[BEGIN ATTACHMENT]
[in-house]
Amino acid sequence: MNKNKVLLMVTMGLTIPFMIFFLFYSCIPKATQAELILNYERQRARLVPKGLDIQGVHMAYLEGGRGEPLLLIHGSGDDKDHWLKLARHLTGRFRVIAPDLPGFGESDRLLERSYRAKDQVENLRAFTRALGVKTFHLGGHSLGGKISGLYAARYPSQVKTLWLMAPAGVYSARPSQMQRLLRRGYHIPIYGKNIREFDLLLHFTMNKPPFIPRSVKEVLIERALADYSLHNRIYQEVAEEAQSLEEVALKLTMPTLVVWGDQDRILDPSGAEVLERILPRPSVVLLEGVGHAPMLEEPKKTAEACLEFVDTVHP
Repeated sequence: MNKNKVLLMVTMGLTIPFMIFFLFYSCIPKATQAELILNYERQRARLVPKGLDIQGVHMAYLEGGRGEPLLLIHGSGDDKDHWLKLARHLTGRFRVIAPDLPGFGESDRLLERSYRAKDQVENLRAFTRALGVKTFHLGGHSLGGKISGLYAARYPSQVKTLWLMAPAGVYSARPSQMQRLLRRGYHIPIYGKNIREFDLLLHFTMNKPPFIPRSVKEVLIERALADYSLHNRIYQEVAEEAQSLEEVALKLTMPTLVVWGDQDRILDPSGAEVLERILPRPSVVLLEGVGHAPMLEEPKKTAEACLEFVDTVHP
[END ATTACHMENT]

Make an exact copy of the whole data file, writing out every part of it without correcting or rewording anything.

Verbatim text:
[in-house]
Amino acid sequence: MNKNKVLLMVTMGLTIPFMIFFLFYSCIPKATQAELILNYERQRARLVPKGLDIQGVHMAYLEGGRGEPLLLIHGSGDDKDHWLKLARHLTGRFRVIAPDLPGFGESDRLLERSYRAKDQVENLRAFTRALGVKTFHLGGHSLGGKISGLYAARYPSQVKTLWLMAPAGVYSARPSQMQRLLRRGYHIPIYGKNIREFDLLLHFTMNKPPFIPRSVKEVLIERALADYSLHNRIYQEVAEEAQSLEEVALKLTMPTLVVWGDQDRILDPSGAEVLERILPRPSVVLLEGVGHAPMLEEPKKTAEACLEFVDTVHP
Repeated sequence: MNKNKVLLMVTMGLTIPFMIFFLFYSCIPKATQAELILNYERQRARLVPKGLDIQGVHMAYLEGGRGEPLLLIHGSGDDKDHWLKLARHLTGRFRVIAPDLPGFGESDRLLERSYRAKDQVENLRAFTRALGVKTFHLGGHSLGGKISGLYAARYPSQVKTLWLMAPAGVYSARPSQMQRLLRRGYHIPIYGKNIREFDLLLHFTMNKPPFIPRSVKEVLIERALADYSLHNRIYQEVAEEAQSLEEVALKLTMPTLVVWGDQDRILDPSGAEVLERILPRPSVVLLEGVGHAPMLEEPKKTAEACLEFVDTVHP